A distinct infant carrying characteristic, which usually varies per individual and/or task, is the vertical position of the infant load on the trunk. Placing an infant on upper, mid, or lower trunk positions is a common practice among infant bearers. The implications of these varying infant load positions are yet to be explored for any possible effect on the bearer. Similar studies on back and front pack carrying have reported trunk-load positions as determinants of biomechanical, physiological, and perceptual responses in humans.[13],[24],[25] Stuempfle et al.[13] in their study to determine the effect of load position in an internal frame backpack on physiological and perceptual variables, reported that load placement is an important factor in the physiological and perceptual responses to load carriage. In consideration of the above, exploring responses to trunk-load positions in the context of infant carrying becomes necessary. This study was therefore designed to evaluate the cardiopulmonary and perceived exertion responses to upper and lower infant-load positions on the trunk during simulated back and front ICMs.

  Materials and Methods Top


A repeated-measure observational study of 23 healthy non-pregnant nulliparous females (18–35 years) was conducted to achieve the study aims. Participants were conveniently selected from the undergraduate hostels of the University of Nigeria, Enugu Campus. Females who have been actively involved in infant carrying or other trunk loading tasks, for at least 6 months, were excluded from the study for the elimination of the survivor effects.[26],[27],[28] Females with cardiorespiratory disorders and musculoskeletal conditions of the spine were also excluded from the study.

Ethical approval for this study was granted by the Research and Ethics Committee, University of Nigeria Teaching Hospital, Ituku-Ozalla (NHREC/05/01/2008B-FWA00002458-IRB00002323) and participants gave written informed consents before participation in the study.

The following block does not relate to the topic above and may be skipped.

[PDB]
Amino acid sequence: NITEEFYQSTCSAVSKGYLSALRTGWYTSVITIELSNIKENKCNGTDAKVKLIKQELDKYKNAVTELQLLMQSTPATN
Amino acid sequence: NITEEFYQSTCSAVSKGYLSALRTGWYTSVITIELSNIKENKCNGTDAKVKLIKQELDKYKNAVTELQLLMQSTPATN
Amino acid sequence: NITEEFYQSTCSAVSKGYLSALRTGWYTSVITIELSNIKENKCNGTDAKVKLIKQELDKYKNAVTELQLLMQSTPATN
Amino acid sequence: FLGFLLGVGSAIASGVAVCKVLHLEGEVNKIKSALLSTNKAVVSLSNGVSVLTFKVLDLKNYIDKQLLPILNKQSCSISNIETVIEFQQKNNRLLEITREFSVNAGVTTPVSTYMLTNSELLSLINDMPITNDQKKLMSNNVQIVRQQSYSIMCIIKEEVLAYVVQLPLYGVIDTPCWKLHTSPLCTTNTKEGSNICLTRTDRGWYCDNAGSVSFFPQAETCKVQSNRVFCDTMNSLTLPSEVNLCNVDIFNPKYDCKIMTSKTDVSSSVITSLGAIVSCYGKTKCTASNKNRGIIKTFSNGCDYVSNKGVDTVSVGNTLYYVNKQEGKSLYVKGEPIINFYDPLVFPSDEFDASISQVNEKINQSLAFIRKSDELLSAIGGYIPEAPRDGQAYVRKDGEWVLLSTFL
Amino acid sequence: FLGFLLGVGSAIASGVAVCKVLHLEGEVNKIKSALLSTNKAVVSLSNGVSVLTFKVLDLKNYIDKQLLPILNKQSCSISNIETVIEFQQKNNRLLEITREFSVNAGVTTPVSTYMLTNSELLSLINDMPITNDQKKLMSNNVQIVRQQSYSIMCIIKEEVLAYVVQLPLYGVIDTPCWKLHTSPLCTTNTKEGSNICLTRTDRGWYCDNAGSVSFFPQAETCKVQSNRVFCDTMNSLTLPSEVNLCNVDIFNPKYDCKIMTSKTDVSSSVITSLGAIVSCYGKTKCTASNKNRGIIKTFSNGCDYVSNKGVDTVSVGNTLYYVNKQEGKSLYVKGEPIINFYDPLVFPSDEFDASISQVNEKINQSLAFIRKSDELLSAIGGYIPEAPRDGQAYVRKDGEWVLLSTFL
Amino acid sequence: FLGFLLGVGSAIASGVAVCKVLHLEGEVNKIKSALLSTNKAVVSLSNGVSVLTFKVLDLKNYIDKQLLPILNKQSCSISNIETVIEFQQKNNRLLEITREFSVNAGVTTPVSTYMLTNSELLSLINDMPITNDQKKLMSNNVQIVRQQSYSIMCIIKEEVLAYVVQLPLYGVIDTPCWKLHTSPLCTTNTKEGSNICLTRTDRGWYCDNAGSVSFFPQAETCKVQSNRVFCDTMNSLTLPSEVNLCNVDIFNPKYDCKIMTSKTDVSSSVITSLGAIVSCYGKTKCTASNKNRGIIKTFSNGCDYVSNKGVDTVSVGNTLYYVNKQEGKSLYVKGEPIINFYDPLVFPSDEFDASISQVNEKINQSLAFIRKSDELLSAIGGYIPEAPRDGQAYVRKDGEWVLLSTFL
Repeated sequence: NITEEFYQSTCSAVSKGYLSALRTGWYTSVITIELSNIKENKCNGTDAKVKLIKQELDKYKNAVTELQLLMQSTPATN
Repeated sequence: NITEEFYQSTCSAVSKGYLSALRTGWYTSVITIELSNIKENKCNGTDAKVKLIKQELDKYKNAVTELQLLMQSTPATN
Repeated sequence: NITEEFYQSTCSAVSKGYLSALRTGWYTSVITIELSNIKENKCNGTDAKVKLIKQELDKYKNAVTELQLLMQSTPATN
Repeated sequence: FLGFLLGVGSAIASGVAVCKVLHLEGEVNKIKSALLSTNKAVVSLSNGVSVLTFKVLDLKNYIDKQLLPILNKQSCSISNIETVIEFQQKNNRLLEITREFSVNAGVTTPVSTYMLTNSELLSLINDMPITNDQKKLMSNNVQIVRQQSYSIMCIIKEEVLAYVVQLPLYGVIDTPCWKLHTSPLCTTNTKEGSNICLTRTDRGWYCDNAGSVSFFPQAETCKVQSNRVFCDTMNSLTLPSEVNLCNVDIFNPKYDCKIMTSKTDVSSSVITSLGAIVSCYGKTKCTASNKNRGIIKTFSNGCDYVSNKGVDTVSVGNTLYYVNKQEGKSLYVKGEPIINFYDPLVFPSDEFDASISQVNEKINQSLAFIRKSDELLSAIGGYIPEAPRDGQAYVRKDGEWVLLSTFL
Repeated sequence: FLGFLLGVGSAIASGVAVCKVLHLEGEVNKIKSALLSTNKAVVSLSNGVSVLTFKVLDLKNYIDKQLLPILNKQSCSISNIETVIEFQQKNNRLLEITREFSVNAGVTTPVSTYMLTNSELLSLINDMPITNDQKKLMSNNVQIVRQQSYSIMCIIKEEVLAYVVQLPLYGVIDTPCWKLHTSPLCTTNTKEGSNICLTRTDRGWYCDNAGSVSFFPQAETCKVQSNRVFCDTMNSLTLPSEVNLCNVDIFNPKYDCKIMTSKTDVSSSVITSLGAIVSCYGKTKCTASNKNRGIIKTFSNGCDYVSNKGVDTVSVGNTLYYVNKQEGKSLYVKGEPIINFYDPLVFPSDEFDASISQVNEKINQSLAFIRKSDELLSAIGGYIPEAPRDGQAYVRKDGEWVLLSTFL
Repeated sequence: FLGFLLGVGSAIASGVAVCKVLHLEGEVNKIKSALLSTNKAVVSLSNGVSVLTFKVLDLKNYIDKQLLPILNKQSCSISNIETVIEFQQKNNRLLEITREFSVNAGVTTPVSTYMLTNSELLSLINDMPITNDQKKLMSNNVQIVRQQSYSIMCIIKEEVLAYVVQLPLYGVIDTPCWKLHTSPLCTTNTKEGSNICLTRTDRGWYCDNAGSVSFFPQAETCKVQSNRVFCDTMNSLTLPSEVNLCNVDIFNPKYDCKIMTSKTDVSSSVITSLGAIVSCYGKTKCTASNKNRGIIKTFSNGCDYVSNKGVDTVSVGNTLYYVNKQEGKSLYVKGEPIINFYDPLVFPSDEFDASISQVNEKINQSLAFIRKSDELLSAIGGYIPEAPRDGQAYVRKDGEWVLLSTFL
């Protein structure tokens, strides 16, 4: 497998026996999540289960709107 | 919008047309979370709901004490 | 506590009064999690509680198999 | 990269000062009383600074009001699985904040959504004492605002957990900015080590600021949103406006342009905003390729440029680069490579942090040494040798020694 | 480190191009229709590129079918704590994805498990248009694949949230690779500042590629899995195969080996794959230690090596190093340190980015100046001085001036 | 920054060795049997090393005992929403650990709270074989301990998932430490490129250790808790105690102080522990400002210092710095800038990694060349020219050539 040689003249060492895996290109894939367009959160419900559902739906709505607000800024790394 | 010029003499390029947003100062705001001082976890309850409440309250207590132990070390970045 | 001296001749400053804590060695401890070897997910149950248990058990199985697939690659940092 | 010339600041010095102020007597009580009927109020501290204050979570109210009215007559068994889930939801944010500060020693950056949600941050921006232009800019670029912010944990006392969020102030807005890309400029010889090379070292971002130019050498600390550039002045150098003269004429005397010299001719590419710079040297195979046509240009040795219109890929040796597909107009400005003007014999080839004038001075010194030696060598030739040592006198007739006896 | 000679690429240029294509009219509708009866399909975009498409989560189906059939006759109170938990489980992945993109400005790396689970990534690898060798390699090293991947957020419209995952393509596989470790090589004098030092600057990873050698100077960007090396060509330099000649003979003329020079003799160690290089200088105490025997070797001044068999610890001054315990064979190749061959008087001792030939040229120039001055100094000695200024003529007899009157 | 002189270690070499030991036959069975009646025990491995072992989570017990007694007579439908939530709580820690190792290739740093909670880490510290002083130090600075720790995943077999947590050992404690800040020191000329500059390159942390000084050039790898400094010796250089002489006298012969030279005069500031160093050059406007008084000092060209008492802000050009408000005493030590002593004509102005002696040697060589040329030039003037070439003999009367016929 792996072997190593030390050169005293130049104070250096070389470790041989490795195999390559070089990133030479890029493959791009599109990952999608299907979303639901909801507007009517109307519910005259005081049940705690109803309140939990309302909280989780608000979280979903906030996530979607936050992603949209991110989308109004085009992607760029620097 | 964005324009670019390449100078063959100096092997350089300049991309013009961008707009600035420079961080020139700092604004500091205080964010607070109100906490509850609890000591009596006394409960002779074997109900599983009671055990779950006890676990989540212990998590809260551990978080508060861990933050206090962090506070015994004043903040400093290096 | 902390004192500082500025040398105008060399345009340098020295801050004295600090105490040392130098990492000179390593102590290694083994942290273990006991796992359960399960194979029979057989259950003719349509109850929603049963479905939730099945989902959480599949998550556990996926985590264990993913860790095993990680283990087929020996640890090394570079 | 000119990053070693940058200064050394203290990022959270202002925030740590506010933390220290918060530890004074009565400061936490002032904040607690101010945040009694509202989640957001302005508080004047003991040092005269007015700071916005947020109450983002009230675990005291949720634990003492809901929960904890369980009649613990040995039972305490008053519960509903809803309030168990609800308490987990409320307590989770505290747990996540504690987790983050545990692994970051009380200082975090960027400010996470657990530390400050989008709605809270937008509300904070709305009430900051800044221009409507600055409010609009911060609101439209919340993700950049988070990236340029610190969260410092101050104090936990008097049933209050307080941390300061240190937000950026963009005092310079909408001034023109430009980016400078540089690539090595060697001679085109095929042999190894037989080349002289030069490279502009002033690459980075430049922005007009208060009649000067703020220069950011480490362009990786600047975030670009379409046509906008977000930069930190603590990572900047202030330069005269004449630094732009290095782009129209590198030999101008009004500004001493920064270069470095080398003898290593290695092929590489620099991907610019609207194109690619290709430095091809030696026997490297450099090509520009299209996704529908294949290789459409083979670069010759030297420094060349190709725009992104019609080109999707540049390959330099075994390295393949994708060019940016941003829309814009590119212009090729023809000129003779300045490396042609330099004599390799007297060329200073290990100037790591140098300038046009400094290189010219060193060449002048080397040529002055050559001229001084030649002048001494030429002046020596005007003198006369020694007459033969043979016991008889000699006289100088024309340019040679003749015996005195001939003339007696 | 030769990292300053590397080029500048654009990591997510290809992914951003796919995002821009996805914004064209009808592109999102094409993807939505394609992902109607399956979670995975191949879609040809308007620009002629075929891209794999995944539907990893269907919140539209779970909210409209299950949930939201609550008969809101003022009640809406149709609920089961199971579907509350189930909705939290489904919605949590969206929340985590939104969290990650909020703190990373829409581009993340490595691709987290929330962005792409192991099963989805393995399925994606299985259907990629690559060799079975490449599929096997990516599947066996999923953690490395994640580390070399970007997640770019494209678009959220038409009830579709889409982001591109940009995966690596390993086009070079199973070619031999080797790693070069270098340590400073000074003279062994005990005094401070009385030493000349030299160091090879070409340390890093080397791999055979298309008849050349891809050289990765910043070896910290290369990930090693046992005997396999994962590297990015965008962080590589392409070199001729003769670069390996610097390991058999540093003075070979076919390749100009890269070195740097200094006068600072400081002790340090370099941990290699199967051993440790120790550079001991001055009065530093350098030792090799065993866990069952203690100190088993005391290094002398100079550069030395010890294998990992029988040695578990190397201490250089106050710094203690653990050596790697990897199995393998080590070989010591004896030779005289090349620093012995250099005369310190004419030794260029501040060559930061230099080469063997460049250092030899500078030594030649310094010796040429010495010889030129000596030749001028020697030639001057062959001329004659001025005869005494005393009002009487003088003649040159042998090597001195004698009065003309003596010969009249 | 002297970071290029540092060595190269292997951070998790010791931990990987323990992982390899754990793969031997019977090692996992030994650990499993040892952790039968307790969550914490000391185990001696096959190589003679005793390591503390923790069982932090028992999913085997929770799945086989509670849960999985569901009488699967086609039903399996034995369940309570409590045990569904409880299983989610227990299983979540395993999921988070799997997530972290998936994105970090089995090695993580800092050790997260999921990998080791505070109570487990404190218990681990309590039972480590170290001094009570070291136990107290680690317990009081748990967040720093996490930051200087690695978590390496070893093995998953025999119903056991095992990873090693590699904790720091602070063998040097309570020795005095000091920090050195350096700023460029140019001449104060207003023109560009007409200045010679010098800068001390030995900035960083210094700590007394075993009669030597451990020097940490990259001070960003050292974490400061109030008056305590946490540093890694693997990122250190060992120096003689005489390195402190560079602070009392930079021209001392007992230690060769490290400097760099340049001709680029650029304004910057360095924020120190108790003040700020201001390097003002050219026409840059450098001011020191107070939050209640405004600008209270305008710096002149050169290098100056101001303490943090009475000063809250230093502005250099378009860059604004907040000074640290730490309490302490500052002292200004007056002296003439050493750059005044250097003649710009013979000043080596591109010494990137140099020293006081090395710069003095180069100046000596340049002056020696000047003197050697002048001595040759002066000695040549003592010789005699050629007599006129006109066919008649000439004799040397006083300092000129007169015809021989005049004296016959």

Participants were assessed for eligibility to undergo physical tasks using the Physical Activity Readiness Questionnaire. Relevant bio-data information and anthropometric characteristics (weight in kilograms, height in meters, waist-and-hip ratios in centimeters) were investigated.

Testing conditions

This study comprised four testing conditions for each of the back and front ICMs, including:

  1. Lower back ICM: For this task, the infant dummy (Jimmy) was placed at the participant's back such that its center of mass was positioned at the T12 spinal level. Jimmy was attached to the participant with a cotton wrap cloth (210 cm × 118 cm), fastened in front of the participant's torso
  2. Upper back ICM: With similar protocols as in A, Jimmy's center of mass was positioned at the level of the T-12 vertebra
  3. Lower front ICM: Jimmy was placed in a front baby carrier of dimension 57 cm × 38 cm and strap length of 144.5 cm while placed on the participant's anterior trunk such that its center of mass was positioned 5 inches below the umbilicus
  4. Upper front ICM: With similar protocols as C, Jimmy's center of mass was positioned 5 inches above the umbilicus.

Jimmy's structural characteristics include:

  • Weight = 6 kg
  • Head circumference = 37 cm (Reference point: Widest point of the occiput to the forehead) using a tape measure
  • Limb length = 21 cm right and left (from the anterior superior iliac spine to the medial malleolus)
  • Upper limb length = 22 cm (both) from the shoulder to the tip of the middle finger.

Infant body length = 49 cm (from the occiput to the end of the calcaneum).


To control for fatigue and carry-over effects, participants passed through the four testing conditions in a random sequence generated on a Latin square.

Before each testing condition, participants' cardiopulmonary indices (systolic blood pressure [SBP], diastolic blood pressure [DBP], respiratory rate [RR], and heart rate [HR]) were assessed.[21] For each condition, participants performed a metronome-regulated walking at the rate of 98 beats/min for 10 min, to and fro a level-surfaced walkway while carrying Jimmy in the specified trunk position, relative to that testing condition. After each trial, their cardiopulmonary indices were re-assessed as well as rates of perceived exertion (RPE), using the Borg's RPE scale.[21]

All trials were performed between 9:00 am and 12: noon daily with a testing interval of 30 min between trials. The entire study lasted 4 weeks.

Data analysis

The normality of data was tested with the Shapiro–Wilk test to isolate outliers. The results of this test suggested that the dependent variables were normally distributed. Descriptive statistics of frequency, mean, standard deviation, frequency counts, and percentages were used to summarize data. Inferential statistics of Paired sample t-test was used to determine statistical differences between variables at a significant level of P <.05. Data were analyzed with the Statistical Package for the Social Sciences (SPSS, Version 20.0, Chicago, USA).

  Results Top

Participants' mean age, body mass index and Waist–Hip Ratio were 21.27 ± 2.49 years, 21.73 ± 3.53 kg/m and 96.30 ± 7.60, respectively [Table 1].